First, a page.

Unwanted Tiger heads home to wreak vengeance
HE’S the discarded champion who is returning home to haunt the Melbourne Tigers.
For the first time since being shown the door at the end of last season, Townsville Crocodiles point guard Nathan Crosswell heads back to the site of his fondest basketball memories – The Cage.
Tonight, however, is a bittersweet flashback for the 31-year-old after the Tigers lost faith with an ageing star who only two years earlier led them to an NBL title. It’s a decision that Crosswell has made them regret, as the experienced guard continues to thrive with the Crocs at the same time that Melbourne have fallen on hard times.
Now he’s intent on hitting them where it hurts most, with a whitewash of victories against his former employers where he spent half of his 12-year career.
‘‘ I really wanted to finish my c a r e e r i n M e l b o u r n e a n d I couldn’t,’’ Crosswell said.
‘‘ I had a few unfortunate injuries last year that probably didn’t help my case, but I’ve been given a lifeline up here and if we can beat them three times out of three then I walk out of there on Saturday night grinning like a Cheshire cat.’’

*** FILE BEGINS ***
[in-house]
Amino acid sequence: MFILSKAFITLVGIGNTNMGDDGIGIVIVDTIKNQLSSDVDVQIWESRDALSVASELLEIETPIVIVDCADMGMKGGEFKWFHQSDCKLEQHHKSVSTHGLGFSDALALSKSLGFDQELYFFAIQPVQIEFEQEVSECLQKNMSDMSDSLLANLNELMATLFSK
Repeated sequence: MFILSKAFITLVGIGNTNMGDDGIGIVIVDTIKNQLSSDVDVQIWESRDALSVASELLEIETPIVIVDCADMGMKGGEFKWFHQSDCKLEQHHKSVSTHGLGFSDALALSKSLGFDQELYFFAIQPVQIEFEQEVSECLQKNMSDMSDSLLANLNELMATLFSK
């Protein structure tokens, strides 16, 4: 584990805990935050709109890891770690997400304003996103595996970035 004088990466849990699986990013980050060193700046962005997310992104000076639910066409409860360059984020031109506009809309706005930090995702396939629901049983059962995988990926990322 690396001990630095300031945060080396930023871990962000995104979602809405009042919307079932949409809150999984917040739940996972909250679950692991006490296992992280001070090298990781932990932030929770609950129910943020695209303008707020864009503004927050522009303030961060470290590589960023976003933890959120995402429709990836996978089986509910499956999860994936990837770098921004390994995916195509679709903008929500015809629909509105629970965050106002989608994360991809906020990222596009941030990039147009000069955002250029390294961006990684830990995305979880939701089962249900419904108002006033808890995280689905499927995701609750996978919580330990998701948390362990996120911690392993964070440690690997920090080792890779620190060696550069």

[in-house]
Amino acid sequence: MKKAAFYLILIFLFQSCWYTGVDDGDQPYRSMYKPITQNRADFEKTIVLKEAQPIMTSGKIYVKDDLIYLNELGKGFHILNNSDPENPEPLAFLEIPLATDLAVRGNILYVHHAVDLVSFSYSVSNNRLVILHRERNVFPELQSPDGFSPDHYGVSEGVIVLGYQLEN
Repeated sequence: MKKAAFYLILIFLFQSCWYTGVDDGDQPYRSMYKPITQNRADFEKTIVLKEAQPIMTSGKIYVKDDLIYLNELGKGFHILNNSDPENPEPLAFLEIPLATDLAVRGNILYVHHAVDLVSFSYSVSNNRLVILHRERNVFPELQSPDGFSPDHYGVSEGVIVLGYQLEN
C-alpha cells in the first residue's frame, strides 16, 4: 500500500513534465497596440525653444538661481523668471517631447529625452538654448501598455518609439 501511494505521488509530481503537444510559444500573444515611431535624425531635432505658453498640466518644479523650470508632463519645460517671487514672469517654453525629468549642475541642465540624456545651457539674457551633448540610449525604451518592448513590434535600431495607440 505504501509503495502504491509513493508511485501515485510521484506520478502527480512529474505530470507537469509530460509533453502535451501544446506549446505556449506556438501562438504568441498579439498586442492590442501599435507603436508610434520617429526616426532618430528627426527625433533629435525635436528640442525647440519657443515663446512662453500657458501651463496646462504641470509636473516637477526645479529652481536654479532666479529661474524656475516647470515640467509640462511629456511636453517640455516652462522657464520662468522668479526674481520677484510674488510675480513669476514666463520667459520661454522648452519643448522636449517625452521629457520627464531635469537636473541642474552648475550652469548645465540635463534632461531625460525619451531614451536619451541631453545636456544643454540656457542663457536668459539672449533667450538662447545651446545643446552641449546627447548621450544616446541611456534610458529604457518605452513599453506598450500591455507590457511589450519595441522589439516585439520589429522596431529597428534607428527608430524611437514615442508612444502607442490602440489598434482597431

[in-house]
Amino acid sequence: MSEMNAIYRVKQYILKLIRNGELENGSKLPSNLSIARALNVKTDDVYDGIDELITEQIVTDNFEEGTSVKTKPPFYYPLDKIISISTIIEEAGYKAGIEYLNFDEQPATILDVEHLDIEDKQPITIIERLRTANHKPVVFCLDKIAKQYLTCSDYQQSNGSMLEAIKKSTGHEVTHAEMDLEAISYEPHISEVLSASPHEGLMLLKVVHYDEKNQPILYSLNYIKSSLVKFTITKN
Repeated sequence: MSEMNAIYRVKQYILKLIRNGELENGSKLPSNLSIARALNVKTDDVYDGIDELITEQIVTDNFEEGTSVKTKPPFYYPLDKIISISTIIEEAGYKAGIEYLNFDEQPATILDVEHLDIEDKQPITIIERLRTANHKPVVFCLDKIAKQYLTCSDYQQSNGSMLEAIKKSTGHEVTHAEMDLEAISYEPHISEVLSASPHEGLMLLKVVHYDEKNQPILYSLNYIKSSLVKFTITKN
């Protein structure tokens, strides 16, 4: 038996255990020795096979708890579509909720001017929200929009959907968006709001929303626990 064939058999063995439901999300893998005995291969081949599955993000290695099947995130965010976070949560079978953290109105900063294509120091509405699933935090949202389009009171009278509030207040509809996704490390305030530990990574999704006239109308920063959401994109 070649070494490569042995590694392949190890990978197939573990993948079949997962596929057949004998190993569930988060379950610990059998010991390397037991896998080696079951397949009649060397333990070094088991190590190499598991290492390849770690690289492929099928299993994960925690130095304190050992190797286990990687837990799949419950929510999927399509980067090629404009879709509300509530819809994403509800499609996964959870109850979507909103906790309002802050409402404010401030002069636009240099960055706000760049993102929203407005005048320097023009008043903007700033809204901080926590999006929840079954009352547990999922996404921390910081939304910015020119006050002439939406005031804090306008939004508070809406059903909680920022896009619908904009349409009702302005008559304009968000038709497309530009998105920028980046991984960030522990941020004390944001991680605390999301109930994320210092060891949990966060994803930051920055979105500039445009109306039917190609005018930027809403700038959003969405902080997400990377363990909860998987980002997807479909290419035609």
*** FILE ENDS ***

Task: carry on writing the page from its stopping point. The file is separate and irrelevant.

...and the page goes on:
E v e n t h o u g h h e ’ s a l r e a d y comforted by the two comprehensive beatings of Melbourne to date, Crosswell regards this trip to the Victorian capital as the most emotional reunion.
‘‘ It’s going to be strange walking on to the floor wearing another colour than red,’’ he said.
‘‘ This is where I started playing when I was 18, I spent a lot of years in Melbourne before going back to the club for four years and winning a championship.’’
It might be at the point of the season when the clash could be shrugged off as a ‘‘ gimme’’ between a Crocs side warming up to fight for the title and a Melbourne outfit languishing in seventh place, but Crosswell knows better.
‘‘ They can’t play for finals but they are playing for jobs right now,’’ he said. ‘‘ There is no man more dangerous than one who is playing for his livelihood, for his kids, for his family.’’